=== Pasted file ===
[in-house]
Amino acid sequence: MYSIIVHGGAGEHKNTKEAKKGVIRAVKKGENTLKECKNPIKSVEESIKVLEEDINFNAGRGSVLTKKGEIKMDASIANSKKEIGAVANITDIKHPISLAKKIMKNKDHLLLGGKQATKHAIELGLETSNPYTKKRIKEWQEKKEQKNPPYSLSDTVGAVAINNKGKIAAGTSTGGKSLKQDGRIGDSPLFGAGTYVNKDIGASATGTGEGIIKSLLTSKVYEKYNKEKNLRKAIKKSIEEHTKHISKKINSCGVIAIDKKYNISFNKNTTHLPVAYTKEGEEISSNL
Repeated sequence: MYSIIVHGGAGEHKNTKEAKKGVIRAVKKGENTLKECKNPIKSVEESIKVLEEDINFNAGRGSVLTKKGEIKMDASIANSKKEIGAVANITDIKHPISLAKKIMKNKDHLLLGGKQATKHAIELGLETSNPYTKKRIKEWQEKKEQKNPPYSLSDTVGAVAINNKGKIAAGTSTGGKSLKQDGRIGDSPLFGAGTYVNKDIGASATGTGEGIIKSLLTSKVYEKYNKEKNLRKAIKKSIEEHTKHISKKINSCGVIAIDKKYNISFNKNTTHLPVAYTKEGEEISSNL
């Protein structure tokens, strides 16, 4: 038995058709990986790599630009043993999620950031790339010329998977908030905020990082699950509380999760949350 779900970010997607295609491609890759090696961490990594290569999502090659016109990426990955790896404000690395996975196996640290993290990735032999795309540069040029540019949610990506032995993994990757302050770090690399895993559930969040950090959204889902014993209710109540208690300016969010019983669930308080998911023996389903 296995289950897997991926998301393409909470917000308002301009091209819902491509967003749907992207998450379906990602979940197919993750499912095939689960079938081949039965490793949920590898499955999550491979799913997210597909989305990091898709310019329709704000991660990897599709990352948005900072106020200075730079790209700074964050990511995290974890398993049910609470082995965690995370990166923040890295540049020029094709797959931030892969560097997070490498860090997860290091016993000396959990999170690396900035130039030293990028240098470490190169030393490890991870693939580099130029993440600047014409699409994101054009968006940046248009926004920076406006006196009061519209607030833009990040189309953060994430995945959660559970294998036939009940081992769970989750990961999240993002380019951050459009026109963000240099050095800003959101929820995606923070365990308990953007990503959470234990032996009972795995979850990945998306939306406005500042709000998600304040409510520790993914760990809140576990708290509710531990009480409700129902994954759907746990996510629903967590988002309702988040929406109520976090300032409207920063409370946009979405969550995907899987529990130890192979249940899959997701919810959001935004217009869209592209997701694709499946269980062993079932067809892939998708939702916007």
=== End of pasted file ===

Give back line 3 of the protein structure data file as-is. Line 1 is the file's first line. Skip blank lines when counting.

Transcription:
Repeated sequence: MYSIIVHGGAGEHKNTKEAKKGVIRAVKKGENTLKECKNPIKSVEESIKVLEEDINFNAGRGSVLTKKGEIKMDASIANSKKEIGAVANITDIKHPISLAKKIMKNKDHLLLGGKQATKHAIELGLETSNPYTKKRIKEWQEKKEQKNPPYSLSDTVGAVAINNKGKIAAGTSTGGKSLKQDGRIGDSPLFGAGTYVNKDIGASATGTGEGIIKSLLTSKVYEKYNKEKNLRKAIKKSIEEHTKHISKKINSCGVIAIDKKYNISFNKNTTHLPVAYTKEGEEISSNL